Choosing the right investment vehicle for your money can not only be as confusing but it can cost you dearly.
With fourteen different asset classes from property to cash, and equities to commodities together with geographic options, currency and security issues, your money has never been more at risk.
Most people have different investment needs and goals ranging from short to long term. Whether the need covers:
Rainy Day Fund – an accessible account to meet emergencies, sudden loss of income or that investment opportunity. Ideally, you should have 3 to 6 months net annual income in this type of deposit account. You should also ensure you are receiving top interest rates – best demand deposit rates currently are KBC Bank’s 0.6% and Rabodirect also at 0.6%
Perhaps for your children’s education – Irish League of Credit Unions says that 3rd level alone can cost up to € 42,000 per child and that is without fees. For medium term capital requirements – a holiday home or extension?
Retirement / pension planning
If you are not happy to live on the current State Pension of €238.30 per week then you will need to invest in a solid pension that will supplement the State Pension when you retire. In 2010 for every person who retired there were 6 workers, but by 2051 for every retiree, there will be only 2 workers.
Approved Retirement Funds investment
You may wish to invest your retirement fund after extracting the tax-free lump sum and maximise the return on same as the annual withdrawal (called imputed distribution) of 5% may be insufficient to meet your annual living needs then.
The Approved Minimum Retirement Fund
Maintaining €63,500 until you are aged 75 – also requires management and a decent return.
Some of these investment decisions will be based on a cautious approach while others may be aggressive in their investment strategy. This will mainly depend on age, family status, health and lifestyle and of course ability to fund. Those, for example, nearing retirement age will choose investments with little risk, e.g. cash, government bonds, while those in their mid-thirties may have a different mindset and choose riskier options e.g. emerging markets, renewables, technology stocks etc.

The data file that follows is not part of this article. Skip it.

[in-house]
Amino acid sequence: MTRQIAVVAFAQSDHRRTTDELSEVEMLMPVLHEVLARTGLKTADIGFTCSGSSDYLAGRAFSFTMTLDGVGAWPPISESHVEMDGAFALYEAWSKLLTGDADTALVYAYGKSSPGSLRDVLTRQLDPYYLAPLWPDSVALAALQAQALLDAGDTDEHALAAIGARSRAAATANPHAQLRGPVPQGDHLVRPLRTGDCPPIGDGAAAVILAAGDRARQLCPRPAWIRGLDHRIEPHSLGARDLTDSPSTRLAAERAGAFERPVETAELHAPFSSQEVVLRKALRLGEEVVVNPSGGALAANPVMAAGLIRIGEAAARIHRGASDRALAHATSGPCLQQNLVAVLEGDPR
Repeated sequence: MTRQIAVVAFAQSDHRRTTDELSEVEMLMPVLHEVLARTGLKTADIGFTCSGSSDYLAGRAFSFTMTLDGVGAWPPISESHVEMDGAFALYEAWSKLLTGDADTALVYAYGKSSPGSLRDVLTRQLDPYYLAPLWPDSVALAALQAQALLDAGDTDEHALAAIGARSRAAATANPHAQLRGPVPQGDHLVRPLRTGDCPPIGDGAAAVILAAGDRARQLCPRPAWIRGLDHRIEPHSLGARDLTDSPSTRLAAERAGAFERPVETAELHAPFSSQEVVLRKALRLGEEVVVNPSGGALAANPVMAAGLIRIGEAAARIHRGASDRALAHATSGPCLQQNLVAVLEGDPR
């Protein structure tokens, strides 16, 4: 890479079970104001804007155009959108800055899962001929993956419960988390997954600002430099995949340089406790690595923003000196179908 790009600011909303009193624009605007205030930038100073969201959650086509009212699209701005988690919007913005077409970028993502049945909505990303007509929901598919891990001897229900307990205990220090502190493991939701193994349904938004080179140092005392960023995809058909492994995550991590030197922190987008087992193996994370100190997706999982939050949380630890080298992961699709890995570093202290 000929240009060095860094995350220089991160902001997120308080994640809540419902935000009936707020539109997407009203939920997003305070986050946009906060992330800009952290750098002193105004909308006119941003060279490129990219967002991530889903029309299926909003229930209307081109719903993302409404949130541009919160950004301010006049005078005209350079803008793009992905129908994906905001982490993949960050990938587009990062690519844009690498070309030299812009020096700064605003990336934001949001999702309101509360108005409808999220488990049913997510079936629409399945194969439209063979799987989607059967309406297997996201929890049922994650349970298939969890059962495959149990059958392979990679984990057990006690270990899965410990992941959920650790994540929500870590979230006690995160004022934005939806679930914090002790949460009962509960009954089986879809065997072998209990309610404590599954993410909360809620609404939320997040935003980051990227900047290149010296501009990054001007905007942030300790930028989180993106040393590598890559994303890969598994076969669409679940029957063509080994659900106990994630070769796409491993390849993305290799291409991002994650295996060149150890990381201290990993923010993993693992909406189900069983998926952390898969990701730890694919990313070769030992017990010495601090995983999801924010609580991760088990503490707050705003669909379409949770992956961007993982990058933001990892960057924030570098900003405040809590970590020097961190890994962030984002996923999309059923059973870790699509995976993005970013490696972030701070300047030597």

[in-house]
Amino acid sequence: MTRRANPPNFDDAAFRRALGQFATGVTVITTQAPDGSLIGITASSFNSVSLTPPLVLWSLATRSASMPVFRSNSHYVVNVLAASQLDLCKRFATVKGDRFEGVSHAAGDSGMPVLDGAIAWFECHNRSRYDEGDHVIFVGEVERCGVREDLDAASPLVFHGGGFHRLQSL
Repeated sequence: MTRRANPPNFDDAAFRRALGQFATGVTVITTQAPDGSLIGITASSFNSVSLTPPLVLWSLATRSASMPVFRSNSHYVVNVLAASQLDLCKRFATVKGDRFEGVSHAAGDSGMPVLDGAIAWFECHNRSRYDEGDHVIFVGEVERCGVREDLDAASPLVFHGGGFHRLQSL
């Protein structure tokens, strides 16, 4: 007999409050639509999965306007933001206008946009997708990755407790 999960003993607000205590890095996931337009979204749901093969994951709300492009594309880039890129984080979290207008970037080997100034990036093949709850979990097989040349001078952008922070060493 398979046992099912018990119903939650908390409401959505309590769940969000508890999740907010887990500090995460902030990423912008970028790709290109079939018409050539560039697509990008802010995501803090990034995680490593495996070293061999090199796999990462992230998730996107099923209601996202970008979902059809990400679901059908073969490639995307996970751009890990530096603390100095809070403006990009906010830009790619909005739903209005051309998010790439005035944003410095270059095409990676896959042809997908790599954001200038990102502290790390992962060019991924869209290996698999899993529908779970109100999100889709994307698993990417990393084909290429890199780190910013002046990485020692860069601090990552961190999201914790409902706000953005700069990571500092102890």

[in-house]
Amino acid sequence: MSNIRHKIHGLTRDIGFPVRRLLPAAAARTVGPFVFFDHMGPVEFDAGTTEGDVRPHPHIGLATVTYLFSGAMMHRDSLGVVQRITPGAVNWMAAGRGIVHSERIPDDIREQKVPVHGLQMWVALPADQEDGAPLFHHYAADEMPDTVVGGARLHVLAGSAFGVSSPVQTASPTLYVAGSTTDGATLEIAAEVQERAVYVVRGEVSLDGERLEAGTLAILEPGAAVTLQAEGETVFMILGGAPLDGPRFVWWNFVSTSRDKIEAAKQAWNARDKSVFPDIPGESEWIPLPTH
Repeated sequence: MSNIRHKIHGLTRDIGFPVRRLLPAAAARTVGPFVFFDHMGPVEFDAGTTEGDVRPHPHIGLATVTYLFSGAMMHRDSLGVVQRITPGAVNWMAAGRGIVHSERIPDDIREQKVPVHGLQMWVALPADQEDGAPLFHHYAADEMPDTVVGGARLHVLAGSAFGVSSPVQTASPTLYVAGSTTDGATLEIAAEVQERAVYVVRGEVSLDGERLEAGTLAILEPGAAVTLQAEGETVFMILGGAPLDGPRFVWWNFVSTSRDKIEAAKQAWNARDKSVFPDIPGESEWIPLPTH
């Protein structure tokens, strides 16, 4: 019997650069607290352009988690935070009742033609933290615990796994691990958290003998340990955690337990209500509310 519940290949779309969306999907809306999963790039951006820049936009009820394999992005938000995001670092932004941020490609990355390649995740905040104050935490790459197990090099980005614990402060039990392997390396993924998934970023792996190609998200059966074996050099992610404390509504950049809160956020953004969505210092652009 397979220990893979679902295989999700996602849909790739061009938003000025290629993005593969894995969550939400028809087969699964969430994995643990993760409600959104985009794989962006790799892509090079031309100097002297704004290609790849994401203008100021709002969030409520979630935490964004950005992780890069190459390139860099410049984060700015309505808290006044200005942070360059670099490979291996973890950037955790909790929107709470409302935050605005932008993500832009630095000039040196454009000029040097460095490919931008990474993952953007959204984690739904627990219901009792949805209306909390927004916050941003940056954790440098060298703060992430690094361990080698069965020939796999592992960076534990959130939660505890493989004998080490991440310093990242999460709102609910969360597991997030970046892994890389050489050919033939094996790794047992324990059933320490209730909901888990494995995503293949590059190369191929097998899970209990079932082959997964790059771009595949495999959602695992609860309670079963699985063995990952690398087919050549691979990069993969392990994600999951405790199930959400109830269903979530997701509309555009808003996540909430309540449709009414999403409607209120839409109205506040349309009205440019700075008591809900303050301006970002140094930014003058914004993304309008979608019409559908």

Unfortunately choosing an investment is not like buying a car where you look at all the pros and cons of the car at the start, select every aspect of preference but once bought, that’s that – you have made your bed...now you have to lie in it.
Not so with investment choices. They need to be constantly watched and switched if performing poorly. Stark warnings abound...if you invest in these funds you may lose some or all of the money you invest.
Keeping it simple and easy to understand is key for the average investor.
What is also key is the changing nature of investment. Currently, government bonds have been the star performers over the last few volatile years. However, they cannot continue to perform as they have and therefore having the flexibility to be able to swap into a different investment vehicle without cost and without fuss is essential.
First things first – work out what is your attitude to risk. On a scale of 1 to 5, where 1 is lower risk and 5 is higher risk, where are you?
Once you have established this risk attitude, then the choices become a little clearer. Remember if you do want more than the paltry deposit interest returns currently available, you must take a little risk. One popular option is managed funds.
Examples of them are best rated Irish Life’s Multi Asset Portfolio funds (MAPS) Zurich’s Prisma funds and Standard Life’s MyFolio funds where you simply choose between one of the five funds that match 5 risk levels. Each fund is designed to maximise potential returns within the investor’s chosen risk level and is then monitored, reviewed and actively managed by the respective investment teams.
Based on the same scale of 1 to 5, each MyFolio of multi-asset funds, for example, are risk-based. Originally launched in the UK over 4 years ago, the fund has so far attracted over €1b in Ireland alone with 40% invested in the MyFolio 3 (the balanced choice) and c. 20% each in the MyFolio 2 (lower to medium risk) and MyFolio 4 (medium to higher risk).
Annual management charges range from 1.15% for model 1 to 1.35% for model 5 and for those wanting to see precisely the make up of every investment in these models, email me for the fact sheets (email@example.com). This type of investment is not suitable for those investors who do not wish to take any risk on their money.
Irish Life’s MAPS do have one additional safety feature with their Dynamic Shares to Cash (DSC) option. This is triggered by the algorithm detecting global uncertainty and at a certain point automatically transfers funds without your permission from the more aggressive funds to the cautious ones restricting the losses if they occur.
With the Bear market around the corner – we are currently in the 8th year of the 2nd longest Bull market .. the longest was thirteen years from 1987 to 2000 stopped in its tracks by the dot-com bubble crash – no one can predict when that 20% drop will happen, the percentage needed to go from Bull to Bear.
John Lowe is a Personal Insolvency Practitioner & managing director of Providence Finance Services Ltd trading as Money Doctor, regulated by the Central Bank and based in Stillorgan Co Dublin. He is the author of Money Doctor 2017 (Gill Books).